CWU News

CWU Biology Professor Featured for His Humanitarian Efforts

CWU Professor Blaise Dondji works with kids at the June 27-30 camp.

CWU Professor Blaise Dondji worked with local kids at the June 27-30 fundraising soccer camp at Ellensburg High School. (courtesy photo)

CWU Professor of Biological Sciences Blaise Dondji was featured in the Ellensburg Daily Record over the weekend for his work at last week's Bawa Soccer Camp at Ellensburg High School. 

Dondji is a native of Cameroon who lost his mother when he was young due to insufficient medical resources in his village. He has helped run the fundraising camp since 2013 as a way to raise money for things like health projects, medical supplies, mosquito bed nets, water filters, education for HIV, and more.

CWU women's soccer coach Lindsey Lee also helped out with the camp, along with Dondji’s colleague and exercise science faculty member, Robert Pritchett.


Bawa Soccer Camp advances humanitarian effort

By Jake McNeal, Ellensburg Daily Record

Bawa Soccer Camp’s June 27-30 kids’ skill drills weren’t just about young talent.

Since 2013, the camp at Ellensburg High School has welcomed youngsters 5 to 13 years of age and raised money for medical relief in Central Washington University professor of immunology & infectious diseases Blaise Dondji, Ph.D.’s village of Bawa, Cameroon, Africa, home to around 400 people in the nation whose official languages are English and French.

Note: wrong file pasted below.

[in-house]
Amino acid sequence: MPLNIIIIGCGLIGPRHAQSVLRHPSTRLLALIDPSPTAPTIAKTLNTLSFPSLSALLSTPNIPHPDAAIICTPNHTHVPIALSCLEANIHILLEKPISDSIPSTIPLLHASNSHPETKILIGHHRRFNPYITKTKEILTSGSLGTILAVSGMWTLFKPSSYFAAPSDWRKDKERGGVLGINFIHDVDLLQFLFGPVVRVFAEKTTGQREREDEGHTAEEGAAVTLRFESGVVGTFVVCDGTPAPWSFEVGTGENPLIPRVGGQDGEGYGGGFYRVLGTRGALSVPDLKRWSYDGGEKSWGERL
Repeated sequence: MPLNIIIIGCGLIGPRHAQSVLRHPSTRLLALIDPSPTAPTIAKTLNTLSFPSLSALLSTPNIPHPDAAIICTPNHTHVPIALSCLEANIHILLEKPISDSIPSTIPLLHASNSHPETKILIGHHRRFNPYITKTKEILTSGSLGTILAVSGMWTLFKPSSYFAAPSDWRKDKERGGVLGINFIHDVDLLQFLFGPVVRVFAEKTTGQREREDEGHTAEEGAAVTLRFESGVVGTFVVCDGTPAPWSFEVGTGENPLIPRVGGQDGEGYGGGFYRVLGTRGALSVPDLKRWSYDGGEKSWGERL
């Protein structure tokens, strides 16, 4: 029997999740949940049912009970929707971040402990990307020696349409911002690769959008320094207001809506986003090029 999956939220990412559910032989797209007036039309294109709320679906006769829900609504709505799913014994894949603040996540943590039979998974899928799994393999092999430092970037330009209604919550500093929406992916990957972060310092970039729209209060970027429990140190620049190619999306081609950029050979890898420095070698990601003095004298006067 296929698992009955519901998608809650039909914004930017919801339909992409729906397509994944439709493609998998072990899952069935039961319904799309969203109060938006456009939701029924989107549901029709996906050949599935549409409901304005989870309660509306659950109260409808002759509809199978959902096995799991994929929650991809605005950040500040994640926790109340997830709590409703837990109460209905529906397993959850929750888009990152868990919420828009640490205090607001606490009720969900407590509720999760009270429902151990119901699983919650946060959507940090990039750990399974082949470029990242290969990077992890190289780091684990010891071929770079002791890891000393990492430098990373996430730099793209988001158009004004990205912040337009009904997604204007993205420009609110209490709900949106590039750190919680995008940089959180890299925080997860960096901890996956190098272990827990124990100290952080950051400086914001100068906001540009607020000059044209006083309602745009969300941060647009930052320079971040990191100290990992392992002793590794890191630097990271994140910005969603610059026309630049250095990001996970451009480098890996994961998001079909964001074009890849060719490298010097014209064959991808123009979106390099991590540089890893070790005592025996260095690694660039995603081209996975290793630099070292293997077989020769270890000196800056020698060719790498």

The Bawa Health Initiative, founded in 2005 and online at, turns funds from camps and dinners into health projects, mosquito bed nets, water filters, education for HIV, supplies and the Sophine Awounke Health Center, named for Dondji’s mother, which opened in 2017.

“What I tell them is that parents give me the money to go work and help in Cameroon, and you get the skills, so it’s a win-win camp,” said Dondji, 55, who has a son and two daughters and finds his work with colleagues and chemists to develop new drugs to treat infectious disease at Central “the coolest thing ever” since he got the job in 2008.

“I tell them about the project, and as a teacher I believe that you have to pass it on: What they do here they can do later on in life. Even now, I tell them you have to make other people’s lives better — that’s your job as parents. Make other people’s lives better and it will make your life better for sure. You have to go every day and think, ‘What can I do to make other people’s lives better?’”

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